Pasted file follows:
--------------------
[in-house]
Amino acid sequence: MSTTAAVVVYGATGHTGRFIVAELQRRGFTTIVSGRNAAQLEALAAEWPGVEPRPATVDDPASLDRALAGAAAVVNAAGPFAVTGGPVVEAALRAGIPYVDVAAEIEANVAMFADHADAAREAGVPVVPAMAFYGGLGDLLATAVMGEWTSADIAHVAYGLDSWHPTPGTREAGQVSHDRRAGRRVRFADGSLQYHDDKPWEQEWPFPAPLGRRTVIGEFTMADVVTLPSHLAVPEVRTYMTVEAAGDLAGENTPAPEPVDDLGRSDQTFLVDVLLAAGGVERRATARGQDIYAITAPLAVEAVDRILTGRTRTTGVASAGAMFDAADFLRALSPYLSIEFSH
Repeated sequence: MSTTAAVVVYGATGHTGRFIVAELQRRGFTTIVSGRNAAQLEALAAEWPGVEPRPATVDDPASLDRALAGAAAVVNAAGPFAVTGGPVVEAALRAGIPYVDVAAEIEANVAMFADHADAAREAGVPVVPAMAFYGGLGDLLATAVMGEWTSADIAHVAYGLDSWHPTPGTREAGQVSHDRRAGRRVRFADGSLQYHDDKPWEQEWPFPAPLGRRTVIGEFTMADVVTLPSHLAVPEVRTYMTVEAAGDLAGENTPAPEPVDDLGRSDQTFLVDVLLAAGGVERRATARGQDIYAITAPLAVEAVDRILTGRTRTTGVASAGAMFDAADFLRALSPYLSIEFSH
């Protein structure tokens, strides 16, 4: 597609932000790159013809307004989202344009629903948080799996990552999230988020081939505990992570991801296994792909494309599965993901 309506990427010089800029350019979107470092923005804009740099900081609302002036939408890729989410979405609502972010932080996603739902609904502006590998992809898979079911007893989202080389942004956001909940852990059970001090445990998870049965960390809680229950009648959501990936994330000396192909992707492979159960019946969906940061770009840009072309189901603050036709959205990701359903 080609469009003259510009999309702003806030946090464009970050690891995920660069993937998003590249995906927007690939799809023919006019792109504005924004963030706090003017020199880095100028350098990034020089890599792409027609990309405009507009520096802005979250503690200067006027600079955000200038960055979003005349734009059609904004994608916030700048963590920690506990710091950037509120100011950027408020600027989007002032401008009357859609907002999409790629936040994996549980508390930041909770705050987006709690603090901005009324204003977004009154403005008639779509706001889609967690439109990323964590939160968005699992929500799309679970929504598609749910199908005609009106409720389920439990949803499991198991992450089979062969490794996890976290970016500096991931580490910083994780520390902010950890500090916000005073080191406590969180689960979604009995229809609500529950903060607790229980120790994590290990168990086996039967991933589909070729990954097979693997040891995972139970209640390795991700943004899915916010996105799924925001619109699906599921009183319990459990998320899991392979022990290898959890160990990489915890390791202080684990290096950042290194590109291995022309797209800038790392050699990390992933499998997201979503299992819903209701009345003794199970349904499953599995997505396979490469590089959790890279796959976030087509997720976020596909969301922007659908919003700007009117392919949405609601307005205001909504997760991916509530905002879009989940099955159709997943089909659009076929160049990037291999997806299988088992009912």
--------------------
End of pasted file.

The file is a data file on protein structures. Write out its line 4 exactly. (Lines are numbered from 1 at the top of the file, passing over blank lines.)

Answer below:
């Protein structure tokens, strides 16, 4: 597609932000790159013809307004989202344009629903948080799996990552999230988020081939505990992570991801296994792909494309599965993901 309506990427010089800029350019979107470092923005804009740099900081609302002036939408890729989410979405609502972010932080996603739902609904502006590998992809898979079911007893989202080389942004956001909940852990059970001090445990998870049965960390809680229950009648959501990936994330000396192909992707492979159960019946969906940061770009840009072309189901603050036709959205990701359903 080609469009003259510009999309702003806030946090464009970050690891995920660069993937998003590249995906927007690939799809023919006019792109504005924004963030706090003017020199880095100028350098990034020089890599792409027609990309405009507009520096802005979250503690200067006027600079955000200038960055979003005349734009059609904004994608916030700048963590920690506990710091950037509120100011950027408020600027989007002032401008009357859609907002999409790629936040994996549980508390930041909770705050987006709690603090901005009324204003977004009154403005008639779509706001889609967690439109990323964590939160968005699992929500799309679970929504598609749910199908005609009106409720389920439990949803499991198991992450089979062969490794996890976290970016500096991931580490910083994780520390902010950890500090916000005073080191406590969180689960979604009995229809609500529950903060607790229980120790994590290990168990086996039967991933589909070729990954097979693997040891995972139970209640390795991700943004899915916010996105799924925001619109699906599921009183319990459990998320899991392979022990290898959890160990990489915890390791202080684990290096950042290194590109291995022309797209800038790392050699990390992933499998997201979503299992819903209701009345003794199970349904499953599995997505396979490469590089959790890279796959976030087509997720976020596909969301922007659908919003700007009117392919949405609601307005205001909504997760991916509530905002879009989940099955159709997943089909659009076929160049990037291999997806299988088992009912």